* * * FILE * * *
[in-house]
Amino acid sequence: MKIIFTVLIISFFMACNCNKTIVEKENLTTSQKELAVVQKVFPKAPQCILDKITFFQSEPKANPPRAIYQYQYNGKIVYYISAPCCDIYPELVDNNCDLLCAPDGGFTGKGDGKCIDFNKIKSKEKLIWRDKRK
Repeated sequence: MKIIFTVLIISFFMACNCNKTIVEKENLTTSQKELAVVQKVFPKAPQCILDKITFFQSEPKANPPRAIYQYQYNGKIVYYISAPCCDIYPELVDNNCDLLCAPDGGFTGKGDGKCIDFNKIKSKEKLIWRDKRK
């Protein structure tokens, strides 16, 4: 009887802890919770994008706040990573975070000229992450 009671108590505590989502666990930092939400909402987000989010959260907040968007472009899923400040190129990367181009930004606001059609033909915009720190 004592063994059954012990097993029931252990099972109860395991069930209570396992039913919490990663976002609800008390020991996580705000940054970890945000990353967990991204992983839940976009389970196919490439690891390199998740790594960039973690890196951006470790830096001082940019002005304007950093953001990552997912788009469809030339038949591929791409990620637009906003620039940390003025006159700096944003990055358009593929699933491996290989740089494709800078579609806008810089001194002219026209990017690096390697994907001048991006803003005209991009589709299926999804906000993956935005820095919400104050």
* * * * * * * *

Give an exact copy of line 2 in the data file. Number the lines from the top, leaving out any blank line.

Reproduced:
Amino acid sequence: MKIIFTVLIISFFMACNCNKTIVEKENLTTSQKELAVVQKVFPKAPQCILDKITFFQSEPKANPPRAIYQYQYNGKIVYYISAPCCDIYPELVDNNCDLLCAPDGGFTGKGDGKCIDFNKIKSKEKLIWRDKRK